Articles College

Maintain Legal Protection Over Your College-Age Child

By Colin Smith | Contributor

You have a child who is finishing high school.  Congratulations!  Your son or daughter is now legally an adult.  Your independent 18-year-old can sign binding legal documents, make health care decisions for themselves, and handle their own money – without you having any say in it. The poor parents have now lost control over their child – but there is hope.  You can get some back! It’s a matter of having proper legal planning.

It may seem scary to you, but once a child becomes 18 years old, his or her parents can no longer make health care or financial decisions for them.  Two power of attorney documents enable them to do so: a statutory durable power of attorney and a medical power of attorney. A statutory durable power of attorney document generally specifies who can control the person’s financial matters and under what conditions. A medical power of attorney document specifies who can make medical decisions for that person if they are unable to do so for themselves.

Most attorneys will advise having two additional documents for the teenager to ensure all bases are covered: a will and a guardianship in the event of incapacity, which specifies who the child wants to be their guardian if a court must appoint one.  This document can also allow the child to make medical and financial decisions for the parent(s) if the situation merits it.

For the college-bound freshman, parents should keep these in a safe place.  It’s equally important to keep copies of financial aid information, any leases that the student has, contact information for the university’s clinic or health center, and if the student has a roommate, contact information for the roommate and his or her parents.  It would also help if the student’s financial accounts are joint with the parents being the other party. It is always a good idea to have the student maintain copies of these documents as well.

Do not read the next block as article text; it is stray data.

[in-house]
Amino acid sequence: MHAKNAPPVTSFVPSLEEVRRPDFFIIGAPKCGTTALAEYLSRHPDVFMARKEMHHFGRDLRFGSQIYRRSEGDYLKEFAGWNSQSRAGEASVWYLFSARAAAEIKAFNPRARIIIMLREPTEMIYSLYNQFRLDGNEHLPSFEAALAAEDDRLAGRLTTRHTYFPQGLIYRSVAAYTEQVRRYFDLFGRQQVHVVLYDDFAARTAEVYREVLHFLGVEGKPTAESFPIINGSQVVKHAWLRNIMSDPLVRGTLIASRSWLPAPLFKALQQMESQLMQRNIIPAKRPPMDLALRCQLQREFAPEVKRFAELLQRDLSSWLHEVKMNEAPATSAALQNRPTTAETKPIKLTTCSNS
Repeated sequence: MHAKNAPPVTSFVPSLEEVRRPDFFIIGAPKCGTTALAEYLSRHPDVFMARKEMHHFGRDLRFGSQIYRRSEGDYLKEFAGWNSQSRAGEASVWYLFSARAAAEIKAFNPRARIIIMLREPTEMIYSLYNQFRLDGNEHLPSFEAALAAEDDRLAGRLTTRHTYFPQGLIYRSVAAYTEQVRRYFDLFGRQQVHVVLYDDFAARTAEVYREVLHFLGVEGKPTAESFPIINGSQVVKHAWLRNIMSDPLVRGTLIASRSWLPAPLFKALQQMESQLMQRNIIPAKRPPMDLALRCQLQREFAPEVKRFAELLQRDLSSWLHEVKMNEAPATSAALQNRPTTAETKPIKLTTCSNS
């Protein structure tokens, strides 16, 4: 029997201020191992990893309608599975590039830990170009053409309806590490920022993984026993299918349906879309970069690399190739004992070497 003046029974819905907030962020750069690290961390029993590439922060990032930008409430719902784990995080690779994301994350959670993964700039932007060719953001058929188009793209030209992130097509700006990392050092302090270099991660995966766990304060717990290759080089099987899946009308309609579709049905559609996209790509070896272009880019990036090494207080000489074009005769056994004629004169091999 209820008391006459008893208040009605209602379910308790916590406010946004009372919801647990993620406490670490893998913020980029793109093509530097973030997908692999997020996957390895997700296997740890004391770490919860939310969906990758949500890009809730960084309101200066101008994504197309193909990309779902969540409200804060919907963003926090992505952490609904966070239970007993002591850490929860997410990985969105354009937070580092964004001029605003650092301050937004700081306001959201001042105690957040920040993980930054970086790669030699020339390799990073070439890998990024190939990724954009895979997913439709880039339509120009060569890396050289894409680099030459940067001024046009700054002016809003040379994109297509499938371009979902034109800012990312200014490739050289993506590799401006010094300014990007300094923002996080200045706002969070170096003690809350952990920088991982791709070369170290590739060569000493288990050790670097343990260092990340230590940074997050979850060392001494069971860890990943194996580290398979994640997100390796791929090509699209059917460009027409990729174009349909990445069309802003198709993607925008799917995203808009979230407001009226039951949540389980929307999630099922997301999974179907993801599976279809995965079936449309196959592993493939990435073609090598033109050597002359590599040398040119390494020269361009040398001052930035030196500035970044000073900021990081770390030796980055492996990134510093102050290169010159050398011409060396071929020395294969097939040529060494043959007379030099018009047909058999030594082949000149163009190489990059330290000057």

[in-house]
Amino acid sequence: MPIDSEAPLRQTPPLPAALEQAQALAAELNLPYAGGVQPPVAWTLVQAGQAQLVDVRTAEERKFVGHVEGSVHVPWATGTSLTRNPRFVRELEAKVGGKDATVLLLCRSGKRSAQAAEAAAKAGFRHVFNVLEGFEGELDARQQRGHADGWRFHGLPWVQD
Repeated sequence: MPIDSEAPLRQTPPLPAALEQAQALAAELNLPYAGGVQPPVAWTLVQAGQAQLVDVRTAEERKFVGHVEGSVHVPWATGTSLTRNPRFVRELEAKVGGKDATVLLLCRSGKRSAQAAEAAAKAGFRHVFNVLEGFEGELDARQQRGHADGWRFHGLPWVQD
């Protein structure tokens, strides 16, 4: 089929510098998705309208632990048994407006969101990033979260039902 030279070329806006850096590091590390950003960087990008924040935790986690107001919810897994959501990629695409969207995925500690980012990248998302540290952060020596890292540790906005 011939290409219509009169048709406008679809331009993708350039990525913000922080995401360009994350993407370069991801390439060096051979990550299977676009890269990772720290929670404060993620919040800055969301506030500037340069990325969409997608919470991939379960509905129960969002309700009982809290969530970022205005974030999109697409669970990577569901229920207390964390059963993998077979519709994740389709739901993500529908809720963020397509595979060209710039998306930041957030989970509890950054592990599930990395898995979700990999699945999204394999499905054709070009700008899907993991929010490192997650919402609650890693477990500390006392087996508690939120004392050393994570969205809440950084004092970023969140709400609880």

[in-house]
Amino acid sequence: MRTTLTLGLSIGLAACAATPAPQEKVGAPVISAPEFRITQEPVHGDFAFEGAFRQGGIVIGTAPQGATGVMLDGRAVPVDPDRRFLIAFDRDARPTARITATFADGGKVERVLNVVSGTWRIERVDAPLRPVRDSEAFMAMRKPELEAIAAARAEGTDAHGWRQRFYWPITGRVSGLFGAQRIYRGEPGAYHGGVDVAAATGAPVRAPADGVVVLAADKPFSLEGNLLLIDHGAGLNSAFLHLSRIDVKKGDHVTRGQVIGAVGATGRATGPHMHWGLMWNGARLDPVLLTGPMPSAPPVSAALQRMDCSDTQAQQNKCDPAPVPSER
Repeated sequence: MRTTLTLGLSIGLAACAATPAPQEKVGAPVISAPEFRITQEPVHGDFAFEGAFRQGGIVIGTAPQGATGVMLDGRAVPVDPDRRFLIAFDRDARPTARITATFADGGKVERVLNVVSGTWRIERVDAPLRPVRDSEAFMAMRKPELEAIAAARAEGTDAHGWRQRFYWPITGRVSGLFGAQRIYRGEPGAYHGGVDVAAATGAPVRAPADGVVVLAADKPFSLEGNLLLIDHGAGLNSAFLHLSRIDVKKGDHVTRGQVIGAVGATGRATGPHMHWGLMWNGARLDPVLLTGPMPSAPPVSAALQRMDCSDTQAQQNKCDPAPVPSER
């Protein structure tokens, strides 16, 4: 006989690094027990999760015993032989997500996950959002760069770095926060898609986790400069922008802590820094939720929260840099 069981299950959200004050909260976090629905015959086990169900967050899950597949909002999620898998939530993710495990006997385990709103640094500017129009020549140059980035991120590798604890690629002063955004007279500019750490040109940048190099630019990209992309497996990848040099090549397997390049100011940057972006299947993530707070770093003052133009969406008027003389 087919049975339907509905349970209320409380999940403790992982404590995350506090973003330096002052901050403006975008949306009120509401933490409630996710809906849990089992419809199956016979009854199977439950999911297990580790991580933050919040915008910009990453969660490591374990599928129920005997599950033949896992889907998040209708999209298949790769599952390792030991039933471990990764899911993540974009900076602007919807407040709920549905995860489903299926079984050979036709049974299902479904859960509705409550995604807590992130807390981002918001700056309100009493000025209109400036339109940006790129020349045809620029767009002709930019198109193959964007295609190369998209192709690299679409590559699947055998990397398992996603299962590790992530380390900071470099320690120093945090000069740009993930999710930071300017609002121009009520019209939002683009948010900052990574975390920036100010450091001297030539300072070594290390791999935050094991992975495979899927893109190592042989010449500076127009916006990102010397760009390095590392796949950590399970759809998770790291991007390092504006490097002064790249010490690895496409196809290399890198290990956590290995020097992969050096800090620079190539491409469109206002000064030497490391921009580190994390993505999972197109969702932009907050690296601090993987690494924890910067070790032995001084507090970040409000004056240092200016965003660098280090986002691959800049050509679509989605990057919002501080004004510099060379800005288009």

You know your kids are growing up, but by taking the right legal steps, you can ease them out of the nest a little bit at a time.  This is a good time for parents to update their estate plans or create one if they don’t have them.  The child would now receive his or her inheritance in full.  In other words, if an 18-year-old has one single parent living, and that parent dies without a will, then the student immediately inherits the estate.  Many parents do not wish to entrust their life savings to an 18-year-old.  Establishing a trust could be an excellent way to cover the child’s needs without distributing the full estate.  Talk to your estate planning lawyer about these matters today.

Editor’s Note:  Reach Colin Smith at colin@colinsmithlaw.com or call 972.773.9095.  

www.ColinSmithLaw.com

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